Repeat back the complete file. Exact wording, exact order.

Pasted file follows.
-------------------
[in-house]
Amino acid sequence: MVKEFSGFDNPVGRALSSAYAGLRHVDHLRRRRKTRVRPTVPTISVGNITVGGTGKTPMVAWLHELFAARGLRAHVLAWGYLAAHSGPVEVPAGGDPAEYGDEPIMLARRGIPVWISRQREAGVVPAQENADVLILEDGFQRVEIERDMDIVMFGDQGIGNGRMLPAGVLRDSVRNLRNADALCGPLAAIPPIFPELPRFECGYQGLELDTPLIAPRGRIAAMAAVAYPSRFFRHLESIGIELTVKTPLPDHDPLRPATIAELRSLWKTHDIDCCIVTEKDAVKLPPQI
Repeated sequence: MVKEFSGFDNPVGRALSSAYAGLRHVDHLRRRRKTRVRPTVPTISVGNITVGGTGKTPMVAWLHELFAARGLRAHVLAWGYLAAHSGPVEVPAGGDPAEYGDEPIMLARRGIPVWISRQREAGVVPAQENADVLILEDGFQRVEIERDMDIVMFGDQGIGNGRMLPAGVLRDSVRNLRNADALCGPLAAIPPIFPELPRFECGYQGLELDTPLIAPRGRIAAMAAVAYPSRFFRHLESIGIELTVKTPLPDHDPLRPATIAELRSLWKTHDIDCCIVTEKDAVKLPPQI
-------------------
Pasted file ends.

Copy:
[in-house]
Amino acid sequence: MVKEFSGFDNPVGRALSSAYAGLRHVDHLRRRRKTRVRPTVPTISVGNITVGGTGKTPMVAWLHELFAARGLRAHVLAWGYLAAHSGPVEVPAGGDPAEYGDEPIMLARRGIPVWISRQREAGVVPAQENADVLILEDGFQRVEIERDMDIVMFGDQGIGNGRMLPAGVLRDSVRNLRNADALCGPLAAIPPIFPELPRFECGYQGLELDTPLIAPRGRIAAMAAVAYPSRFFRHLESIGIELTVKTPLPDHDPLRPATIAELRSLWKTHDIDCCIVTEKDAVKLPPQI
Repeated sequence: MVKEFSGFDNPVGRALSSAYAGLRHVDHLRRRRKTRVRPTVPTISVGNITVGGTGKTPMVAWLHELFAARGLRAHVLAWGYLAAHSGPVEVPAGGDPAEYGDEPIMLARRGIPVWISRQREAGVVPAQENADVLILEDGFQRVEIERDMDIVMFGDQGIGNGRMLPAGVLRDSVRNLRNADALCGPLAAIPPIFPELPRFECGYQGLELDTPLIAPRGRIAAMAAVAYPSRFFRHLESIGIELTVKTPLPDHDPLRPATIAELRSLWKTHDIDCCIVTEKDAVKLPPQI